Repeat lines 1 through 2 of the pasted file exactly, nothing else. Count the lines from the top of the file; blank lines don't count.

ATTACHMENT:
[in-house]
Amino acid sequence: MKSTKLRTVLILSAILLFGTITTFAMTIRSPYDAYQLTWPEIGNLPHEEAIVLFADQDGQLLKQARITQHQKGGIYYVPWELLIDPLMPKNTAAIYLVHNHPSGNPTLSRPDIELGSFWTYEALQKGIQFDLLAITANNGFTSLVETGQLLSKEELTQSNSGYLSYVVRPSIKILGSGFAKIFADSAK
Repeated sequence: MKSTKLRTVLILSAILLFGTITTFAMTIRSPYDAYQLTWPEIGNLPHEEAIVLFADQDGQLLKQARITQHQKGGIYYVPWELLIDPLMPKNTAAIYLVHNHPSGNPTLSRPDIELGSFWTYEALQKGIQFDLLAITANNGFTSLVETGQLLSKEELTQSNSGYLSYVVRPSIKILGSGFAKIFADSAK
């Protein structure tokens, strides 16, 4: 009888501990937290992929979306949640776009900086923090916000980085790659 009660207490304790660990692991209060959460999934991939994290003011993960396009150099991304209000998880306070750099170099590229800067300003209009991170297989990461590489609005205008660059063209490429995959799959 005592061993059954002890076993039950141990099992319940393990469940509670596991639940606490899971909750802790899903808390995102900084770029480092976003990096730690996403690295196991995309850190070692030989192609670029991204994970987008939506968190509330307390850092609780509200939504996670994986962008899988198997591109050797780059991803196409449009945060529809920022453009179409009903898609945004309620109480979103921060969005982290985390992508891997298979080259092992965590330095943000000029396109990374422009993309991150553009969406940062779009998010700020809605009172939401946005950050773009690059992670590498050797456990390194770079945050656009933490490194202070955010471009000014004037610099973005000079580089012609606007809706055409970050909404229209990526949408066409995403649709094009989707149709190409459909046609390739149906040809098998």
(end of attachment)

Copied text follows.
[in-house]
Amino acid sequence: MKSTKLRTVLILSAILLFGTITTFAMTIRSPYDAYQLTWPEIGNLPHEEAIVLFADQDGQLLKQARITQHQKGGIYYVPWELLIDPLMPKNTAAIYLVHNHPSGNPTLSRPDIELGSFWTYEALQKGIQFDLLAITANNGFTSLVETGQLLSKEELTQSNSGYLSYVVRPSIKILGSGFAKIFADSAK